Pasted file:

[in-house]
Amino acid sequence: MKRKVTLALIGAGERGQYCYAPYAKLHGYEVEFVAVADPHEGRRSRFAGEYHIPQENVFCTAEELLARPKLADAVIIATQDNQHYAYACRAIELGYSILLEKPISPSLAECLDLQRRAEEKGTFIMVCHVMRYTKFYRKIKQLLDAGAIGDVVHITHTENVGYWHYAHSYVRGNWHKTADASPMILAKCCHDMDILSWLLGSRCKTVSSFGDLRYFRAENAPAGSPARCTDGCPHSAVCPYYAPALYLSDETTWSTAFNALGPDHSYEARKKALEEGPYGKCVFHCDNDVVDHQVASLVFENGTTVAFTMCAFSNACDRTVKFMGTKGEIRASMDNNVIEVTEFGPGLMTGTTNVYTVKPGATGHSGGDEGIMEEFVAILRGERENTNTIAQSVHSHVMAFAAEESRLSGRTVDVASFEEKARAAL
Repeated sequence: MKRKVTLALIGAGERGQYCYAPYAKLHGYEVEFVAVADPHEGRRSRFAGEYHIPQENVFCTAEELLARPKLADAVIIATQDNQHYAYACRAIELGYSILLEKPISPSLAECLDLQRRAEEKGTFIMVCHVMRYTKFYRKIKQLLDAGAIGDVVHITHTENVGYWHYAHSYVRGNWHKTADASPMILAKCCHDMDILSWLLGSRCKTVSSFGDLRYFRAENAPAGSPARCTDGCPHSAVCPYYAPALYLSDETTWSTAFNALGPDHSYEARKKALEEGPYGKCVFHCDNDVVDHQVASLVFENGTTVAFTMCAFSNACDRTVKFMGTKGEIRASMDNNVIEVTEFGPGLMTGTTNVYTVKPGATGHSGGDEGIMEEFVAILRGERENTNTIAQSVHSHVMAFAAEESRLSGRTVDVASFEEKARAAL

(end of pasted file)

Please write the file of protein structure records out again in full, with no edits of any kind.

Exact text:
[in-house]
Amino acid sequence: MKRKVTLALIGAGERGQYCYAPYAKLHGYEVEFVAVADPHEGRRSRFAGEYHIPQENVFCTAEELLARPKLADAVIIATQDNQHYAYACRAIELGYSILLEKPISPSLAECLDLQRRAEEKGTFIMVCHVMRYTKFYRKIKQLLDAGAIGDVVHITHTENVGYWHYAHSYVRGNWHKTADASPMILAKCCHDMDILSWLLGSRCKTVSSFGDLRYFRAENAPAGSPARCTDGCPHSAVCPYYAPALYLSDETTWSTAFNALGPDHSYEARKKALEEGPYGKCVFHCDNDVVDHQVASLVFENGTTVAFTMCAFSNACDRTVKFMGTKGEIRASMDNNVIEVTEFGPGLMTGTTNVYTVKPGATGHSGGDEGIMEEFVAILRGERENTNTIAQSVHSHVMAFAAEESRLSGRTVDVASFEEKARAAL
Repeated sequence: MKRKVTLALIGAGERGQYCYAPYAKLHGYEVEFVAVADPHEGRRSRFAGEYHIPQENVFCTAEELLARPKLADAVIIATQDNQHYAYACRAIELGYSILLEKPISPSLAECLDLQRRAEEKGTFIMVCHVMRYTKFYRKIKQLLDAGAIGDVVHITHTENVGYWHYAHSYVRGNWHKTADASPMILAKCCHDMDILSWLLGSRCKTVSSFGDLRYFRAENAPAGSPARCTDGCPHSAVCPYYAPALYLSDETTWSTAFNALGPDHSYEARKKALEEGPYGKCVFHCDNDVVDHQVASLVFENGTTVAFTMCAFSNACDRTVKFMGTKGEIRASMDNNVIEVTEFGPGLMTGTTNVYTVKPGATGHSGGDEGIMEEFVAILRGERENTNTIAQSVHSHVMAFAAEESRLSGRTVDVASFEEKARAAL